Yeah, definitely, you can’t not really. I definitely feel like a performer first, I’m not done with that, I produce because I’m passionate about providing opportunities for talented people and because I want to get material out there that I think is right for this generation, I produce the kind of stuff I want to watch and that I know my friends want to watch, so I produce from a performers point of view which is why I think we have a good relationship with our casts because we get it – nearly everyone involved as an interval creative either used to perform or still does, so we understand where our actors are coming from and how they might be feeling. But as a performer I definitely appreciate how hard the people behind the scenes are working now, I make sure I thank every single person I come across, performers are often unaware of how much work goes in before they’ve even hit the stage, and writing has definitely made me aware of how little praise writers get, so much of a great piece is the writing but it’s the last thing mentioned, I never really thought about it before if I’m honest, which is terrible, but that’s a general with creatives, they never get the praise like the performers do, so I think I’m definitely more aware of that and of where the credit’s due, and it’s definitely 50/50. Even little things as well, like getting my headshot in on time and my bio – someone’s got to get that stuff together, you know? You can’t be bothered to send it that second, but someone’s then got to arrange 20 of them. It just makes you think more, and that can’t be a bad thing.
Do you have a favourite Musical Theatre show or song that means a lot to you?
RENT was the first thing I saw that I thought ‘she’s brown with curly hair – I could do that’, I was like 11 so I probably missed that she was also a junkie who was doing a bit of S’n’M style exotic dancing – I mean, we didn’t have that in common – but that role was definitely the first to inspire me! So that show and role will always mean a lot to me. Equally, HAIR is a show I don’t think you can do and not be touched by in some way, that will stay with me and changed me on some level as a person, definitely, and having to battle getting naked on stage every night, which I found incredibly hard, definitely taught me a lot about my own insecurities and hang ups, and as hard as it is to face that, it’s healthy, and our Director Gary (Lloyd) was so sensitive and kind to it, I’m so grateful to him for how he handled that. Then finally, Loose Ends from Witches of Eastwick; that song completely touches me on a personal level, and Dana P. Rowe was really kind to me about a version of it I did at a gig, he said it made him cry tears into his coffee, and he shared it on twitter. That was really special for me, that’s the one song I’ve sung where I’ve genuinely struggled to hold it together.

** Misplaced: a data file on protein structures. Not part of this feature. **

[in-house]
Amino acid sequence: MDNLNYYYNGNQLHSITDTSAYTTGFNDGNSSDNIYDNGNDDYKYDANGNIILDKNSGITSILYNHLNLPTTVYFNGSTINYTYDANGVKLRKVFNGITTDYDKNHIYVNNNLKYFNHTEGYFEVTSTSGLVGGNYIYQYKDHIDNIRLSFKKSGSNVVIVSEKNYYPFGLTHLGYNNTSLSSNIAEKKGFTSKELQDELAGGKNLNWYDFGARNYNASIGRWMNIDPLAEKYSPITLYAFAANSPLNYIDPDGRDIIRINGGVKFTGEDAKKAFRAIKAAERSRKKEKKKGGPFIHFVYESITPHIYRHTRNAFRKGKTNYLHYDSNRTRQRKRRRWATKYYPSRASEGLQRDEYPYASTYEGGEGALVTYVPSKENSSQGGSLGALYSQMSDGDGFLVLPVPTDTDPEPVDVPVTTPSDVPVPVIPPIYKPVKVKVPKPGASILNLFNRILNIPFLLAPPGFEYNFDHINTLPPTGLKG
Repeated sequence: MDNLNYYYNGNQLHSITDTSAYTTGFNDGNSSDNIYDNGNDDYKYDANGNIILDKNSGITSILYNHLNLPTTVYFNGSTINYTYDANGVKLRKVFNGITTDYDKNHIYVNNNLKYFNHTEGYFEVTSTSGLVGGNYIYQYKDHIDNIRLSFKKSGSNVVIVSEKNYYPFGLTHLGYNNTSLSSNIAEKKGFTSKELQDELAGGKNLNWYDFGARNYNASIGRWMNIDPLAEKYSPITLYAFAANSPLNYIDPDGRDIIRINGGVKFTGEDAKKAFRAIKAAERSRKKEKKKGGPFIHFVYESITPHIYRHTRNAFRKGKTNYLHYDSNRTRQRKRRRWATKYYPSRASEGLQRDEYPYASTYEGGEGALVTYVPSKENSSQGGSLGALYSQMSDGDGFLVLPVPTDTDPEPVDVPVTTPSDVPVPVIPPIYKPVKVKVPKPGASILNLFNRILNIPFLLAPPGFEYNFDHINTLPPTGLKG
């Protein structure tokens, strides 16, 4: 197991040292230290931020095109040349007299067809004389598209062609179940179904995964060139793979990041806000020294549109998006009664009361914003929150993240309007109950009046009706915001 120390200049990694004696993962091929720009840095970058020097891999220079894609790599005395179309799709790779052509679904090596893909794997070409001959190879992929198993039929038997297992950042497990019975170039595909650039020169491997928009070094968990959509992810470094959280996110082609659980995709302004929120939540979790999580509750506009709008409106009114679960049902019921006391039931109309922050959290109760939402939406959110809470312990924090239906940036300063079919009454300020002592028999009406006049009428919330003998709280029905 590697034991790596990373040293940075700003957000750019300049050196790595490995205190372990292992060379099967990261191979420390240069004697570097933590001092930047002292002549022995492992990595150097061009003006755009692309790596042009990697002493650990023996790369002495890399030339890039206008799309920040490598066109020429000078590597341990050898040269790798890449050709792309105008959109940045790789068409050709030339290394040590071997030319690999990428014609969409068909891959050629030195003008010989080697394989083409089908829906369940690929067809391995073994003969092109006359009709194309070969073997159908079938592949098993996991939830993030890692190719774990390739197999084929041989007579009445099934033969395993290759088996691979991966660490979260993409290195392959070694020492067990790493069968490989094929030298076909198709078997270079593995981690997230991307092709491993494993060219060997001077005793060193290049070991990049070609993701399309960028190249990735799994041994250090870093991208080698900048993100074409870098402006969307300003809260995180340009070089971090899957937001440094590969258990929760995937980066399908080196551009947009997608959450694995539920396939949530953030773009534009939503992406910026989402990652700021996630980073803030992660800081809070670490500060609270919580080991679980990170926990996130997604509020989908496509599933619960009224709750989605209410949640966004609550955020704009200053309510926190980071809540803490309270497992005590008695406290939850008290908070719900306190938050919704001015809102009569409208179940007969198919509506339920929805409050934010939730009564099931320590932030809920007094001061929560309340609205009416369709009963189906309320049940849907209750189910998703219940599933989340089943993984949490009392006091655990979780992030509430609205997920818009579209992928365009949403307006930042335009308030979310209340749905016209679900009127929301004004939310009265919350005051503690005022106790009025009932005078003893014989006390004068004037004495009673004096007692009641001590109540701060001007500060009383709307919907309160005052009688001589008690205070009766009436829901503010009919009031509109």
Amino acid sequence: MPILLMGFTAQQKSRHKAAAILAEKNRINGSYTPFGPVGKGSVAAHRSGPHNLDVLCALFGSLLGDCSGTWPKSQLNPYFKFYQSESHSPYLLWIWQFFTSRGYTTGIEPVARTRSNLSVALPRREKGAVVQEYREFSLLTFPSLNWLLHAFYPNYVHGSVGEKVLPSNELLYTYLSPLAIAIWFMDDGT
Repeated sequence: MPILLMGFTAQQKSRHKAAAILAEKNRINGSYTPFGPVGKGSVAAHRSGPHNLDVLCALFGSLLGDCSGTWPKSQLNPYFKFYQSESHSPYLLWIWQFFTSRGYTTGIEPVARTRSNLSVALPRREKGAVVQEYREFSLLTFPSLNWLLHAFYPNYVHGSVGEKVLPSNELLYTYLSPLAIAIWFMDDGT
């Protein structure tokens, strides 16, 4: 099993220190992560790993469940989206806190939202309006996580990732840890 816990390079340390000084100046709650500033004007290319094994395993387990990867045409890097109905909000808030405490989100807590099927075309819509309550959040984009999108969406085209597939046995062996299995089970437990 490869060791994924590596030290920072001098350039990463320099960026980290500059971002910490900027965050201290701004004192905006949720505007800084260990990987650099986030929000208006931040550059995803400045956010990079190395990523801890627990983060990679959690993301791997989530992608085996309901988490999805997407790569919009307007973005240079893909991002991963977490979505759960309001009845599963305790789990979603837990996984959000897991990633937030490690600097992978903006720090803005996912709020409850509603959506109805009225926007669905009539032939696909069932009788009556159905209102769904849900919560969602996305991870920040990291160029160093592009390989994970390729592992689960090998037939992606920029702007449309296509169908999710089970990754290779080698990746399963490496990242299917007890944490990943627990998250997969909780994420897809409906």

What has been the funniest or most embarrassing thing that has ever happened to you on stage?
Falling down the stairs in RENT on to all fours like a dog, during Out Tonight when I’m supposed to be being sexy, I will never forget Ben Astle’s (played Benny) face, he was supposed to help me down the step, it totally wasn’t his fault but he was just stunned, frozen on stage, like ‘was that me’, it was mortifying but looking back it was hilarious. I also couldn’t get my top off one night in the naked protest in HAIR! Weirdly it becomes a race to get it all off because if you are the ONLY person on stage with an item of clothing on – everyone’s going to be looking straight at you, guaranteed. So in a state of embarrassment and shock that I was stuck in my top, I put my leg up on a step, one down on the floor – I mean you can imagine? Then I had to hold this position. Top on, bottoms off, legs akimbo. What a tool, but we did laugh afterwards, only me! – Funniest? Two words. STEVIE WEBB. We did AFTER THE TURN together and hit it off like a house on fire, just two peas in a pod from the first second, inseparable, and we spent most of our time laughing, just looking at him can crack me up. But he’s also incredibly talented, so he would just throw different things in every night, with no warning and I’d be off. It was terrible, I would hide it well by changing my blocking but obviously my directors weren’t dumb, they knew what he’d thrown in and they knew I was standing facing the complete wrong way – so the audience wouldn’t have known but we never got away with it. Yet another note! I used to fear it, some nights I’d tell him’ not tonight’, because I knew I wouldn’t be able to contain it! Funny things happen on stage all the time, it’s what keeps it exciting, and the buzz of having to get on with it is what keeps you strong as a cast too, having each others backs.
Thanks for having Tea With Wilma
– The pleasure was mine my glorious girl.
Interval – so far, plays at the Cockpit Theatre on Sunday 9th February 2014. Click here for more information and to book tickets.